As a mayor, public safety is a top concern. Whether the threat is man-made or natural,there is a plan in place and our local radio stations are a key part of that plan. Emergency responders and other public officials relay information to radio stations and they share it with listeners.
Depending on the urgency of the situation, they will interrupt programming to ensure listeners get information in real-time. Most importantly, they are dependable with or without electricity. Our radio stations are truly lifelines.
According to the Free Radio Alliance, radio stations in California collectively contributed over $696 million to their respective communities. Roughly $135 million of that went to charities, $68 million went to disaster relief, and $493 million went to donated airtime. Additionally, according to the National Association of Broadcasters, the economic impact of radio in California translates into almost $59 billion and 122,000 jobs.
The future of our local radio stations is uncertain. During the last Congress, the recording industry and its allies pushed legislation that would have hurt local radio stations like those in our community by forcing them to pay a performance tax on recorded music. Stations that couldn’t afford it – especially smaller ones that are already on the brink of collapse in a tough economy – would have likely shut down, laid off staff, or changed programming options. All of these possible outcomes would have been detrimental, as radio stations would have had fewer resources at their disposal to benefit the community.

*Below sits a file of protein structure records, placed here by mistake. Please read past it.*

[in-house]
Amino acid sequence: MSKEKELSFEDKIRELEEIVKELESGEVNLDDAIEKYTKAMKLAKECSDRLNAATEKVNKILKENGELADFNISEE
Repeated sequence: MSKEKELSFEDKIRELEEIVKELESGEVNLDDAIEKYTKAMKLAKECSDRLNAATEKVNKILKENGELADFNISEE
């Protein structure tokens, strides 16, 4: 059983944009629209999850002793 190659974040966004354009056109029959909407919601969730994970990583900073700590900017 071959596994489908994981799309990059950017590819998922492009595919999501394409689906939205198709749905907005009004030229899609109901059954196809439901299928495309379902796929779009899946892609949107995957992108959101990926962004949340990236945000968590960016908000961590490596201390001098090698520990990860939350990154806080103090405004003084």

While this Congress is not currently considering performance tax legislation, there is no guarantee that it will not surface again. For that reason, I would like to thank members of the California Congressional delegation who have shown their commitment to the continued vitality of radio by supporting the Local RadioFreedom Act. I would also like urge members that have not signed on to consider doing so – especially members representing our city and neighboring communities.